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Study of Proton Emission in Complex Nuclei

Adolfsson, Jonatan LU (2016) PHYM01 20152
Mathematical Physics
Department of Physics
Abstract
In a recent experiment, the partial half-life (t1/2) of proton emission from the Iπ = 19/2- state of 53Co was accurately measured. A previous estimate is t1/2 ~ 17 s. The purpose of this thesis was to explain this decay and give a theoretical estimate for the dominating hindrance factors.

The angular momentum J in 53Co is coupled to J = 6 for the neutrons, and J = 7/2 for the protons. All of this is transferred to the emitted proton during the decay. In a first approach, the neutron part was ignored and spherical symmetry assumed. Three different methods to describe this decay were tested and compared. These methods were validated... (More)
In a recent experiment, the partial half-life (t1/2) of proton emission from the Iπ = 19/2- state of 53Co was accurately measured. A previous estimate is t1/2 ~ 17 s. The purpose of this thesis was to explain this decay and give a theoretical estimate for the dominating hindrance factors.

The angular momentum J in 53Co is coupled to J = 6 for the neutrons, and J = 7/2 for the protons. All of this is transferred to the emitted proton during the decay. In a first approach, the neutron part was ignored and spherical symmetry assumed. Three different methods to describe this decay were tested and compared. These methods were validated by comparing computed reference half-lives to Ref. 1 and 53Co half-life to results obtained from the computational code GAMOW (Ref. 2). Assuming this model, all of these methods were accurate, and a method based on probability flow was selected for further calculations. For 53Co, the computed half-life was ~ 17 orders of magnitude too low in the first approach.

The method was improved by including the pairing interaction, giving an increase in t1/2 by ~ 1.4. Next, nuclear deformation was included, and both proton and neutron overlaps were computed for different deformations β2 of the mother nucleus, assuming axial symmetry. The proton overlap had only a minor effect on the decay time. The increase in angular momentum from = 3 to = 9 was estimated to add a factor of ~ 3∙106 to the decay time, and the = 9 components of the proton wave function another factor of ~ 4∙108 - 7∙109. The remaining factor was conjectured to come from the neutron overlap, but in the model used, this was computed to be zero. This was expected to be resolved by extension to triaxial shapes. (Less)
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author
Adolfsson, Jonatan LU
supervisor
organization
course
PHYM01 20152
year
type
H2 - Master's Degree (Two Years)
subject
keywords
Nuclear physics, Nuclear theory, Nuclei far from stability, Proton decay, Cobalt-53
report number
Lund-mPh-16/01
language
English
id
8851250
date added to LUP
2016-05-11 12:52:35
date last changed
2016-05-30 08:57:35
@misc{8851250,
  abstract     = {In a recent experiment, the partial half-life ([i]t[/i][sub]1/2[/sub]) of proton emission from the [i]I[/i][sup]π[/sup] = 19/2[sup]-[/sup] state of [sup]53[/sup]Co was accurately measured. A previous estimate is [i]t[/i][sub]1/2[/sub] ~ 17 s. The purpose of this thesis was to explain this decay and give a theoretical estimate for the dominating hindrance factors.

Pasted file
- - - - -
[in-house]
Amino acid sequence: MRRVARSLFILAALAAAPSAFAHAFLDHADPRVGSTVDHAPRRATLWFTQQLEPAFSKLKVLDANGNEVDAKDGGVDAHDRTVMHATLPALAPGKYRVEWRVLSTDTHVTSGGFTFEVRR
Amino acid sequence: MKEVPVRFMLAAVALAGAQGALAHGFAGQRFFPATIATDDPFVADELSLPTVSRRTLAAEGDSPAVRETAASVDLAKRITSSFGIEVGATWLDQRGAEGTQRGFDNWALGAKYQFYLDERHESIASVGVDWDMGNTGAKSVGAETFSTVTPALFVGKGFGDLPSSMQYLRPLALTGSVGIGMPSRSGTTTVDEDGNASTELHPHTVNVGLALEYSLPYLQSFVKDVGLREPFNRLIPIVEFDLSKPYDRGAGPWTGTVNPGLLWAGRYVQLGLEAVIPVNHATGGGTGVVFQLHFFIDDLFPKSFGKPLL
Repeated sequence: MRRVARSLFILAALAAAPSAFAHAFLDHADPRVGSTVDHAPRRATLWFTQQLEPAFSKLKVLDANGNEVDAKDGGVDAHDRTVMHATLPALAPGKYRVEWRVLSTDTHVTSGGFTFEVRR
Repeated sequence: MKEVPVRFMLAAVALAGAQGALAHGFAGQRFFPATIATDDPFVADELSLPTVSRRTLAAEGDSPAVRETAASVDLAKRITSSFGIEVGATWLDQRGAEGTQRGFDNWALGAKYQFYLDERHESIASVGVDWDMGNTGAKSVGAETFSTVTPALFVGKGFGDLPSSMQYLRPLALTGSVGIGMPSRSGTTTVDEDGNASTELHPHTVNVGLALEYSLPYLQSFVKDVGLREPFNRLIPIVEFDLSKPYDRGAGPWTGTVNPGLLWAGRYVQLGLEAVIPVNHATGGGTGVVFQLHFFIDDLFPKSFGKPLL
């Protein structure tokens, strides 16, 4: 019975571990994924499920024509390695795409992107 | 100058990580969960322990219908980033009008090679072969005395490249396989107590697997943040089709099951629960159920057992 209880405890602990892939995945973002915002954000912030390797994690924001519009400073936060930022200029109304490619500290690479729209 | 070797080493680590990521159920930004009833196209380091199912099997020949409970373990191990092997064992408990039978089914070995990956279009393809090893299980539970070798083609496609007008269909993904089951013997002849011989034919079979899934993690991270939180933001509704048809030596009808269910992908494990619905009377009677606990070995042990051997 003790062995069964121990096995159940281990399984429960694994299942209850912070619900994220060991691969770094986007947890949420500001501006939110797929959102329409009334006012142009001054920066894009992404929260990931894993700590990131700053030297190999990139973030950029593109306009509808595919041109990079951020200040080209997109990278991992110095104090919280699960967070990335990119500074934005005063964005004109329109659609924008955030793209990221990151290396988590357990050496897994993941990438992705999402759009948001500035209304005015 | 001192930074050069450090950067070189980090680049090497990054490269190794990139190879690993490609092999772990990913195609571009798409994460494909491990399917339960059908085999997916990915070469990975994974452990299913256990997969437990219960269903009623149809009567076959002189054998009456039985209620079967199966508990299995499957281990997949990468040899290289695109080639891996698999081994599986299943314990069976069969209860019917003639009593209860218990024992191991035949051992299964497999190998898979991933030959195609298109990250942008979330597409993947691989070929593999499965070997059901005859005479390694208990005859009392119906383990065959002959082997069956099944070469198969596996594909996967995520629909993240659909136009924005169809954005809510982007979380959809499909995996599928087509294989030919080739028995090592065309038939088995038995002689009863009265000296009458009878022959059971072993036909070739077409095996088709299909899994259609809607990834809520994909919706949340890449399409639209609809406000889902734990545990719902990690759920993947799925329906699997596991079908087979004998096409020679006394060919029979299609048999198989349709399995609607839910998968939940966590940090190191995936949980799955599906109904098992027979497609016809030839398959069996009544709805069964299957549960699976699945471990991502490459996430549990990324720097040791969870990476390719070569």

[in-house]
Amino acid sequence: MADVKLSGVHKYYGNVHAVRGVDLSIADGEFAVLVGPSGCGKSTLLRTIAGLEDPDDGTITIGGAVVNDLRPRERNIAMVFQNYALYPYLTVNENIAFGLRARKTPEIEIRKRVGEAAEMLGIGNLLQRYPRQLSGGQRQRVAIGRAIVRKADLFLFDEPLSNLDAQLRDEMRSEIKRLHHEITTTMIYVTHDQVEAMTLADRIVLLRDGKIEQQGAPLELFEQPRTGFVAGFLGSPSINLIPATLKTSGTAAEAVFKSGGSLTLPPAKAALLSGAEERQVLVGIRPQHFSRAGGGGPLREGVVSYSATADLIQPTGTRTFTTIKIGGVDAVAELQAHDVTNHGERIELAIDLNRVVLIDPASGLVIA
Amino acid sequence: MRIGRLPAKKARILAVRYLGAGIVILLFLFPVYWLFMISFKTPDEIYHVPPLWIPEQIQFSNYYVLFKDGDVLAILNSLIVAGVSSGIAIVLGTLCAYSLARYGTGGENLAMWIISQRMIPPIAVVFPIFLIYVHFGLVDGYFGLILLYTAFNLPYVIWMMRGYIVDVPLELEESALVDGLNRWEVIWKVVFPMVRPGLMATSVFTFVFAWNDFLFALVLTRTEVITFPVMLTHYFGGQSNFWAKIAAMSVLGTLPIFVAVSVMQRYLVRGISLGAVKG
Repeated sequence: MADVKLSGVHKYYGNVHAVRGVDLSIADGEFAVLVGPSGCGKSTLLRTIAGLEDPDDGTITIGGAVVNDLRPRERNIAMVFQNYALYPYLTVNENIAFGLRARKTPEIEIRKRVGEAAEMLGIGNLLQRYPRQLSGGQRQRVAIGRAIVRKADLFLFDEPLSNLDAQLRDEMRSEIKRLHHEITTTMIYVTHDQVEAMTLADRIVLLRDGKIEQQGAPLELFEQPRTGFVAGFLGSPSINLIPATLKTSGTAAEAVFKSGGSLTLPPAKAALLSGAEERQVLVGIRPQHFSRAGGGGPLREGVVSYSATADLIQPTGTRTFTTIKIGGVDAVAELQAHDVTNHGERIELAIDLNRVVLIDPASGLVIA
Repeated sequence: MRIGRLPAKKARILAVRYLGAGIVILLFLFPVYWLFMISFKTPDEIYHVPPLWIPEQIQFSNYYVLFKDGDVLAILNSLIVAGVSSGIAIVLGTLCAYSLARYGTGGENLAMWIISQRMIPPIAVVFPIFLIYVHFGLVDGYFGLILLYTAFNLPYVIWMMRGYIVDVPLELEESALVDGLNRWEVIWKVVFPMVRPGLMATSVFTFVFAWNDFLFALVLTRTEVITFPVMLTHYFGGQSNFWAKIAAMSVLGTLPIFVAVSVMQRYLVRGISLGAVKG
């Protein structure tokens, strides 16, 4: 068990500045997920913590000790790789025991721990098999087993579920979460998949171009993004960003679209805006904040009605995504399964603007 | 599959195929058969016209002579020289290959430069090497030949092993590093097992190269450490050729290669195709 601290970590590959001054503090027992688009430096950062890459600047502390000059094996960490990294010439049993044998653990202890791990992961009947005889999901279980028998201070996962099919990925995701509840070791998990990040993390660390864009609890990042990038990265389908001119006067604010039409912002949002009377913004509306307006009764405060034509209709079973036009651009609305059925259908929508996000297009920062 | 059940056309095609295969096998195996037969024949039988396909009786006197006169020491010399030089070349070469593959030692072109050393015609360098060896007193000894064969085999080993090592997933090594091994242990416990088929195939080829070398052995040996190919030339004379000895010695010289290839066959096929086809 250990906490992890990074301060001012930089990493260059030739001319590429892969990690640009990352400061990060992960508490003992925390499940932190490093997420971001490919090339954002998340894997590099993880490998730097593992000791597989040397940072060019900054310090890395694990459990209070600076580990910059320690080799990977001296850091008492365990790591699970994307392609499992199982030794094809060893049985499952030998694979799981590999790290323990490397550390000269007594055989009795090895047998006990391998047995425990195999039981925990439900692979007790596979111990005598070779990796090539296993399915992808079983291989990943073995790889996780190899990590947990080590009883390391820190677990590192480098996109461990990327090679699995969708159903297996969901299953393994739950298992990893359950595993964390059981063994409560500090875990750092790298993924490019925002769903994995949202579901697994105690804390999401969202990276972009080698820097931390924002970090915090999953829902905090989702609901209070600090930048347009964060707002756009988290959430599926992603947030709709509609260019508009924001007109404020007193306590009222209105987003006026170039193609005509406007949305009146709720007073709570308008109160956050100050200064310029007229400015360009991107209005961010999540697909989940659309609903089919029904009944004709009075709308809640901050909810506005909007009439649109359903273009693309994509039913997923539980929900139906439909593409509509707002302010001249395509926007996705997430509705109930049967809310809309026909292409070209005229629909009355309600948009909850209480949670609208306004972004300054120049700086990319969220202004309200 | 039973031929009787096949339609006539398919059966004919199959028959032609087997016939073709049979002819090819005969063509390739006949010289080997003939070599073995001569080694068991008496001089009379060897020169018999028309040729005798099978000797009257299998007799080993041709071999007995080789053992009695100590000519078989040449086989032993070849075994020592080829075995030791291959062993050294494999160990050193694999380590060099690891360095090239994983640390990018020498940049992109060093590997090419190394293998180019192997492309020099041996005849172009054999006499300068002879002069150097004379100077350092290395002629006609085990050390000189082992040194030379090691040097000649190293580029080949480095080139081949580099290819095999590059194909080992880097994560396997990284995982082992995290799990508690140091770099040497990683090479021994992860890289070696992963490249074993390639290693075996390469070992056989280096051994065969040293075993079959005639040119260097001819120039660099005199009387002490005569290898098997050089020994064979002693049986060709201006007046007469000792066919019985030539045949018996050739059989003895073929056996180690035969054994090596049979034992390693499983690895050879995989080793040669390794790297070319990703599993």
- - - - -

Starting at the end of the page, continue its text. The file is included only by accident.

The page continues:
The angular momentum [i]J[/i] in [sup]53[/sup]Co is coupled to [i]J[/i] = 6 for the neutrons, and [i]J[/i] = 7/2 for the protons. All of this is transferred to the emitted proton during the decay. In a first approach, the neutron part was ignored and spherical symmetry assumed. Three different methods to describe this decay were tested and compared. These methods were validated by comparing computed reference half-lives to Ref. 1 and [sup]53[/sup]Co half-life to results obtained from the computational code GAMOW (Ref. 2). Assuming this model, all of these methods were accurate, and a method based on probability flow was selected for further calculations. For [sup]53[/sup]Co, the computed half-life was ~ 17 orders of magnitude too low in the first approach.

The method was improved by including the pairing interaction, giving an increase in [i]t[/i][sub]1/2[/sub] by ~ 1.4. Next, nuclear deformation was included, and both proton and neutron overlaps were computed for different deformations [i]β[/i][sub]2[/sub] of the mother nucleus, assuming axial symmetry. The proton overlap had only a minor effect on the decay time. The increase in angular momentum from [i]ℓ[/i] = 3 to [i]ℓ[/i] = 9 was estimated to add a factor of ~ 3∙10[sup]6[/sup] to the decay time, and the [i]ℓ[/i] = 9 components of the proton wave function another factor of ~ 4∙10[sup]8[/sup] - 7∙10[sup]9[/sup]. The remaining factor was conjectured to come from the neutron overlap, but in the model used, this was computed to be zero. This was expected to be resolved by extension to triaxial shapes.},
  author       = {Adolfsson, Jonatan},
  keyword      = {Nuclear physics,Nuclear theory,Nuclei far from stability,Proton decay,Cobalt-53},
  language     = {eng},
  note         = {Student Paper},
  title        = {Study of Proton Emission in Complex Nuclei},
  year         = {2016},
}